5) Could Gyorko and Marp get you Devers and more? Could Marp get you Betances and Greg Bird, or Chad Green and Greg Bird? The Cards could get younger with more upside, quickly, by dealing Marp. I may even be undervaluing his trade potential. What do you think?
  • I appreciate the effort put into this explanation. It does go through some of the concerns, but then it resurrects itself with trades that seem to ignore those same concerns. So, the Yankees are going to rush to trade two of their young players for a player who you just outlined all the reasons why he wouldn't be worth that much to acquire. Which player is the Matt Carpenter you're talking about? The one in 1 and 2 or the elite-OBP, team-friendly contract of No. 4 that gets you the players you suggest in No. 5? Because that guy is worth keeping. And then you suggest your undervaluing his trade potential after listing all the ways you undervalue his production. This is what gets me. And maybe what will take me another week to understand.
  • When I hear ownership talk about what their goals are for the team is that they want them to make the playoffs because once you get in it is a crapshoot. To me when I hear that I hear complacency and being content on being/fielding a team of "we almost did it." From what I remember of the LaRussa days, the whole montra each year was to win the World Series. Am I wrong in noticing a change in how ownership perceives yearly success for the Cardinals?
  • Want to know who told me first about this "crapshoot" philosophy for the postseason? I'll tell you. It was in 2004, and he outlined all the things that you probably have heard from Cardinals ownership/executives. Do you want to know who it was?

    Theo Epstein.
  • Is 2018 Wacha's last year before free agency, or does he belong to the Cardinals through 2019 as well? He came up mid-way through 2013, so he'll have 5.5 years of service time at the end of next season.
  • He's the Cardinals through 2019. He's entering his second year of arbitration rights. Next winter will be his third and final run of arbitration, then free agency arrives unless an extension does sooner.
  • just got home from work. do you think Votto has played himself to a point where some AL team will look at his contract and maybe think it's worth trying to trade for him? best hitter in baseball. thanks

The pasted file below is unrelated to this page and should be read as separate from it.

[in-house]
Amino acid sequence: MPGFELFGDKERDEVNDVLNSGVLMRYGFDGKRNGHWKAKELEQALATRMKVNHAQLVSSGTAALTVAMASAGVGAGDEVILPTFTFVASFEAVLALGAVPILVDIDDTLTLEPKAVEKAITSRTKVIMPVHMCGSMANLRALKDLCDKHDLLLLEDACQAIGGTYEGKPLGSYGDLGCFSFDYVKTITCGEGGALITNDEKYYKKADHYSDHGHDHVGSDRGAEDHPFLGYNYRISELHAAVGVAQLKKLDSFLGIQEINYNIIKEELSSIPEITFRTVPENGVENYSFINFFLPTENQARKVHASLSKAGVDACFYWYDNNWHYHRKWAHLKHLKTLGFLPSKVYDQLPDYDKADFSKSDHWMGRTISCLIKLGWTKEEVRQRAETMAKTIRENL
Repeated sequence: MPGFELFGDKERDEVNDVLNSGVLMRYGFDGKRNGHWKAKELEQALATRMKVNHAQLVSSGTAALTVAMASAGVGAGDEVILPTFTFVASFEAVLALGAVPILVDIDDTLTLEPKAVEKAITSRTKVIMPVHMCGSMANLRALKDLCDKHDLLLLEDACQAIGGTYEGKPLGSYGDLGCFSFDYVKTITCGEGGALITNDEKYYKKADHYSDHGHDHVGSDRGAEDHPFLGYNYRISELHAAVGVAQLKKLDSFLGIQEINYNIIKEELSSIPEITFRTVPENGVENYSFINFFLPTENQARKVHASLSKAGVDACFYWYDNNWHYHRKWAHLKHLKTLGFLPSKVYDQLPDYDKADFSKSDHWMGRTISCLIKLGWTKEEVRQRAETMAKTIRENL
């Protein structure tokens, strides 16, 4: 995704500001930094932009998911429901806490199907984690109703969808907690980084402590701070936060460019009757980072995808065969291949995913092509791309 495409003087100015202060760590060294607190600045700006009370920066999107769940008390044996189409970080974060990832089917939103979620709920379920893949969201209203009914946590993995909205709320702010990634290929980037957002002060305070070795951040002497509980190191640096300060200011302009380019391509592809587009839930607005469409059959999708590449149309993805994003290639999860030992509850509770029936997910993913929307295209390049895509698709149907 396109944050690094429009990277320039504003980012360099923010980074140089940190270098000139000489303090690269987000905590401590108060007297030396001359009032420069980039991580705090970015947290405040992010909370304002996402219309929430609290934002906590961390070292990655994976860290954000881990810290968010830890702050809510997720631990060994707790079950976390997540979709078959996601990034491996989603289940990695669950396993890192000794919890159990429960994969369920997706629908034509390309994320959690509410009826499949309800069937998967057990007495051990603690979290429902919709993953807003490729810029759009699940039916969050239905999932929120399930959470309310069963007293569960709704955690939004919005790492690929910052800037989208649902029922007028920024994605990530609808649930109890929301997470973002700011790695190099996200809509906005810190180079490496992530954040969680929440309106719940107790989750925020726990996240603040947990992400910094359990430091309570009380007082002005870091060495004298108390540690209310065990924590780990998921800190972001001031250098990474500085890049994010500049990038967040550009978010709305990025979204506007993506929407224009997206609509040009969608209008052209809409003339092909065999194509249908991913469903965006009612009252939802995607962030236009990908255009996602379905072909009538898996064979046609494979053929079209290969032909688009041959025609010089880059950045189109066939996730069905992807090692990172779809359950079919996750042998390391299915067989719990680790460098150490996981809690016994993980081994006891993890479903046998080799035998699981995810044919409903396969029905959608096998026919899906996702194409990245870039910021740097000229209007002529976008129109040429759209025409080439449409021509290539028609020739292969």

• There would be teams interested, absolutely. He's a punishing hitter. Could change a team.
  • If the Cardinals were to trade Mercado or Sierra, do you have a feel for who they'd rather keep?
  • I do not, except to say that Sierra has been the more highly regarded prospect, and remained so coming out of this season. Mercado was more of a breakout who they are trying to gauge.
  • It seems like it's common knowledge that the Cardinals really, really want to add a big bat to the lineup. That seems like it gives potential trade partners leverage. Based on your conversations with the Cards' brass, where would you say the currently reside on the desperation scale? 10--will do anything necessary to get a big bat; 1--would rather do nothing than lose a trade.
  • Any team that has a big bat to deal -- i.e., Martinez -- is going hold the leverage because there are not many available, and a team's desperation is not going to tilt that scale one way or the other. What we know from the Cardinals is that if a team attempts to "rob" them of a deal, then they will walk away and wish that team good luck in getting the deal done at all, or to come back to them when they want a real conversation. We've seen this work for and, once, against the Cardinals. The Cardinals aren't hiding from the fact they need a big bat because the 29 other teams have access to box scores and standings too, and they know all about the Cardinals' need. It's something opponents have seen for themselves when playing the Cardinals and thinking about beating them.
  • I've heard and read your break down on the Stanton situation and every point you have made makes sense. However, I have read from multiple national writers that a team would be required to give up a top prospect or 2 even if the Marlins don't pick up money. That has to be wrong doesn't it? Sure seems that if that was the case, a team would have claimed him in August.
  • Exactly. I'm going to go out on a limb and suggest that 30 teams would prefer to just take on Stanton's contract over sending the Marlins a top prospect (or two) and taking on the contract. I believe I could get 30 sources to confirm that. That said, this is where negotiations come into play, and we've outlined how the Cardinals and multiple other teams are going to look at that deal.

    One wrinkle that we need to explore in the coming weeks is this: Would Stanton accept?

    There was also supposition coming out of Miami that he would not, and then there was a report recently that San Francisco was an attractive landing place because Stanton would like to go the West Coast. The Giants cannot offer the prospects that the Cardinals could, but that only matters so much if Stanton won't accept a deal to the Cardinals. Leverage shifts. This deal is complex, and we'll have several more weeks to chew on it, for sure.
  • Away we go. Seems like a good place to end this week's chat. thanks for filling the box with questions, once again. Still didn't really make a dent in all the questions that came in, and there was enough to fill more than five hours. We'll be back in the coming weeks, and then will have a chat from Orlando and the GM Meetings in the near future. Enjoy the conclusion of this wild, wacky, frenetic, and all-around grand World Series. Have to admit: Seeing Beltran adorn his Hall of Fame career with a World Series ring has a certain appeal. Deserving player. Thanks for an excellent and varied chat. Until next week, thoughts?